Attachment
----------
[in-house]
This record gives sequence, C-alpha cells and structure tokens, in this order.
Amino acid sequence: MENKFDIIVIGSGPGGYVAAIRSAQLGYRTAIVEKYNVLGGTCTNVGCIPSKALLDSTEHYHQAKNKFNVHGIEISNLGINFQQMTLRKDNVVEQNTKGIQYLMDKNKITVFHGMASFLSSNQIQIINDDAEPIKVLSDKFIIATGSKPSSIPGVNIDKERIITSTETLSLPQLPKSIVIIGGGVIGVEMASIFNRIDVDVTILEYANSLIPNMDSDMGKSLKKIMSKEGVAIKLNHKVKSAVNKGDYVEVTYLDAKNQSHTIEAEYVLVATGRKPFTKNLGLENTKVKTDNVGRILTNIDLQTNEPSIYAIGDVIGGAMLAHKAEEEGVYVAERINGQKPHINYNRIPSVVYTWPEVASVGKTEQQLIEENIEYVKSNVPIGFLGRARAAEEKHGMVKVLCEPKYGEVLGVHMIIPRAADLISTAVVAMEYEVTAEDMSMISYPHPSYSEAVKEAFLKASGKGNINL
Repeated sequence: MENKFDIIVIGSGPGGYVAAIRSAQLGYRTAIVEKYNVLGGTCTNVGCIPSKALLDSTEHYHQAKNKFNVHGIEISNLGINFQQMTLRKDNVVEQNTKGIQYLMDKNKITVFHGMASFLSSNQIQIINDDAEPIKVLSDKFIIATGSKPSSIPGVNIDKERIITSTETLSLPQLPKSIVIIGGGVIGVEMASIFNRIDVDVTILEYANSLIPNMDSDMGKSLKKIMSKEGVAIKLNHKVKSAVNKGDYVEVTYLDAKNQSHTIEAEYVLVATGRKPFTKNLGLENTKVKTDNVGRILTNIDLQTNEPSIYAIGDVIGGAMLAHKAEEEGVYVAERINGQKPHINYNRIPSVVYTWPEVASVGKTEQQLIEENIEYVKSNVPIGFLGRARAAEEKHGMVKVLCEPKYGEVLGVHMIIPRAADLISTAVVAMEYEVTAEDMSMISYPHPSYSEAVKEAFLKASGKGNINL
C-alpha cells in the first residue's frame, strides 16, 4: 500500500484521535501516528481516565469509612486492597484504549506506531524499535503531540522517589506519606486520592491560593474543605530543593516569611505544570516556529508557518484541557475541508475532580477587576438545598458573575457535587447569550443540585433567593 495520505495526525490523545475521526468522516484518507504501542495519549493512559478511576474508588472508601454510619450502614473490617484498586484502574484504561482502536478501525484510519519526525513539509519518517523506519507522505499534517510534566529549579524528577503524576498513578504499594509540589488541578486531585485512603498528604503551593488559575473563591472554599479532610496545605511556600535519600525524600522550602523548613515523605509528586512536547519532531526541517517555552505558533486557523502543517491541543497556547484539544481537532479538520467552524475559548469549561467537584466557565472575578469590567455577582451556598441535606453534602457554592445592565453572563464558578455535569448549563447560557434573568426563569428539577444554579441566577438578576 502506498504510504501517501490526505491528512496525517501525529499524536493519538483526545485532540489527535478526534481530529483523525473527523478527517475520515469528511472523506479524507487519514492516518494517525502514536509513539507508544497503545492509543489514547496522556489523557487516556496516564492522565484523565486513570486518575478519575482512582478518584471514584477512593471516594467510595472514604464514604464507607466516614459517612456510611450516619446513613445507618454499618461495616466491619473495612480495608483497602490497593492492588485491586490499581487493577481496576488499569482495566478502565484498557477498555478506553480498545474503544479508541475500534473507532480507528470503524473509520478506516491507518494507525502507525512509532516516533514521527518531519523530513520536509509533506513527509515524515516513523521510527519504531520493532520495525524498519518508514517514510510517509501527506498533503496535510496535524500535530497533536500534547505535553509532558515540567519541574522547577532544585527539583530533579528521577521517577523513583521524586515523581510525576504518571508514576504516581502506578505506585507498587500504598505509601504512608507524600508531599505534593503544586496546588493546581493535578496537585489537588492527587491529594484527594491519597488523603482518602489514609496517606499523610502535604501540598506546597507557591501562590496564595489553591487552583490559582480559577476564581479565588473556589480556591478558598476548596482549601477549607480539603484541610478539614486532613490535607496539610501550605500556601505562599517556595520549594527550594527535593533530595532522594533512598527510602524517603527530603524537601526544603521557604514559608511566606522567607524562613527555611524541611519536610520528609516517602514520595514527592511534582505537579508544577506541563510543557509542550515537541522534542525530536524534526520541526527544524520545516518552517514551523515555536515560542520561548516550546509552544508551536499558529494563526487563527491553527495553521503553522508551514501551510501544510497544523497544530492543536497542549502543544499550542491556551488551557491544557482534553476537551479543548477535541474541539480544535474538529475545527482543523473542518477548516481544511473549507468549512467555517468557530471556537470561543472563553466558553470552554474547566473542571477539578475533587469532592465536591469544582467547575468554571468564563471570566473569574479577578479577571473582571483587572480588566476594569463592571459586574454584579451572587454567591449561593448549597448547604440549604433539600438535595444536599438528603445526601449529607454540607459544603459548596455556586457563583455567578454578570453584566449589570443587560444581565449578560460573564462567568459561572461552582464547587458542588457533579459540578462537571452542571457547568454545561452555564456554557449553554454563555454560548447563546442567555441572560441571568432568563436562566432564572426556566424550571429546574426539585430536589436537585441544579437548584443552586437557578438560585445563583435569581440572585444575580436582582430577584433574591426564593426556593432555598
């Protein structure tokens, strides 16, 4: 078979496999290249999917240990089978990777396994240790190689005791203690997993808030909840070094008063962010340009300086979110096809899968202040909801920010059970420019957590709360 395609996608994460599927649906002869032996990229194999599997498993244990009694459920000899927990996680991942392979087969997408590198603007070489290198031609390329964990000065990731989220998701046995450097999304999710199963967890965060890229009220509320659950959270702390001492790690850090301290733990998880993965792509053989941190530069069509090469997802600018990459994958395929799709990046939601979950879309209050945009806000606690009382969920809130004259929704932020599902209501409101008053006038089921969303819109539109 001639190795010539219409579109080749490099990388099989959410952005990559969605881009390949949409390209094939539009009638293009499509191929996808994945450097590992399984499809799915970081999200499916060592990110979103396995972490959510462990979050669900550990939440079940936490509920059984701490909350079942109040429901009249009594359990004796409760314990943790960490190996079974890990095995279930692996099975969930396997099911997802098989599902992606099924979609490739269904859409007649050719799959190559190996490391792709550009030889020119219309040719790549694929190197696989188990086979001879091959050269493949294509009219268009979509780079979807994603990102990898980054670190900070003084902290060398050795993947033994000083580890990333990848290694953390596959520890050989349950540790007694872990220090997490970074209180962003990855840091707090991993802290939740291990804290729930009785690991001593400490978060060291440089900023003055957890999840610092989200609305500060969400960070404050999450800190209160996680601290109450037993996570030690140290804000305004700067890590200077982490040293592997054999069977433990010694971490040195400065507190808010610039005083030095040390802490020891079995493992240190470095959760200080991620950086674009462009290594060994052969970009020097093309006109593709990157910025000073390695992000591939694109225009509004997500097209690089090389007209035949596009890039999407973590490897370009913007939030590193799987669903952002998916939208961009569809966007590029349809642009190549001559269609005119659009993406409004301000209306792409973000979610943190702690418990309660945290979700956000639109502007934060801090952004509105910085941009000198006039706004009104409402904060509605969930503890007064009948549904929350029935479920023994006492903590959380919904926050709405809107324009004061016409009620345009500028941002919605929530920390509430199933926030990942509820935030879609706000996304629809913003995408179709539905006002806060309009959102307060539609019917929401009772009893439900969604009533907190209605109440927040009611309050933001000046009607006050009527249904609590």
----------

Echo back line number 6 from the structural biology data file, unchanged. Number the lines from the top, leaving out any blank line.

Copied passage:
């Protein structure tokens, strides 16, 4: 078979496999290249999917240990089978990777396994240790190689005791203690997993808030909840070094008063962010340009300086979110096809899968202040909801920010059970420019957590709360 395609996608994460599927649906002869032996990229194999599997498993244990009694459920000899927990996680991942392979087969997408590198603007070489290198031609390329964990000065990731989220998701046995450097999304999710199963967890965060890229009220509320659950959270702390001492790690850090301290733990998880993965792509053989941190530069069509090469997802600018990459994958395929799709990046939601979950879309209050945009806000606690009382969920809130004259929704932020599902209501409101008053006038089921969303819109539109 001639190795010539219409579109080749490099990388099989959410952005990559969605881009390949949409390209094939539009009638293009499509191929996808994945450097590992399984499809799915970081999200499916060592990110979103396995972490959510462990979050669900550990939440079940936490509920059984701490909350079942109040429901009249009594359990004796409760314990943790960490190996079974890990095995279930692996099975969930396997099911997802098989599902992606099924979609490739269904859409007649050719799959190559190996490391792709550009030889020119219309040719790549694929190197696989188990086979001879091959050269493949294509009219268009979509780079979807994603990102990898980054670190900070003084902290060398050795993947033994000083580890990333990848290694953390596959520890050989349950540790007694872990220090997490970074209180962003990855840091707090991993802290939740291990804290729930009785690991001593400490978060060291440089900023003055957890999840610092989200609305500060969400960070404050999450800190209160996680601290109450037993996570030690140290804000305004700067890590200077982490040293592997054999069977433990010694971490040195400065507190808010610039005083030095040390802490020891079995493992240190470095959760200080991620950086674009462009290594060994052969970009020097093309006109593709990157910025000073390695992000591939694109225009509004997500097209690089090389007209035949596009890039999407973590490897370009913007939030590193799987669903952002998916939208961009569809966007590029349809642009190549001559269609005119659009993406409004301000209306792409973000979610943190702690418990309660945290979700956000639109502007934060801090952004509105910085941009000198006039706004009104409402904060509605969930503890007064009948549904929350029935479920023994006492903590959380919904926050709405809107324009004061016409009620345009500028941002919605929530920390509430199933926030990942509820935030879609706000996304629809913003995408179709539905006002806060309009959102307060539609019917929401009772009893439900969604009533907190209605109440927040009611309050933001000046009607006050009527249904609590």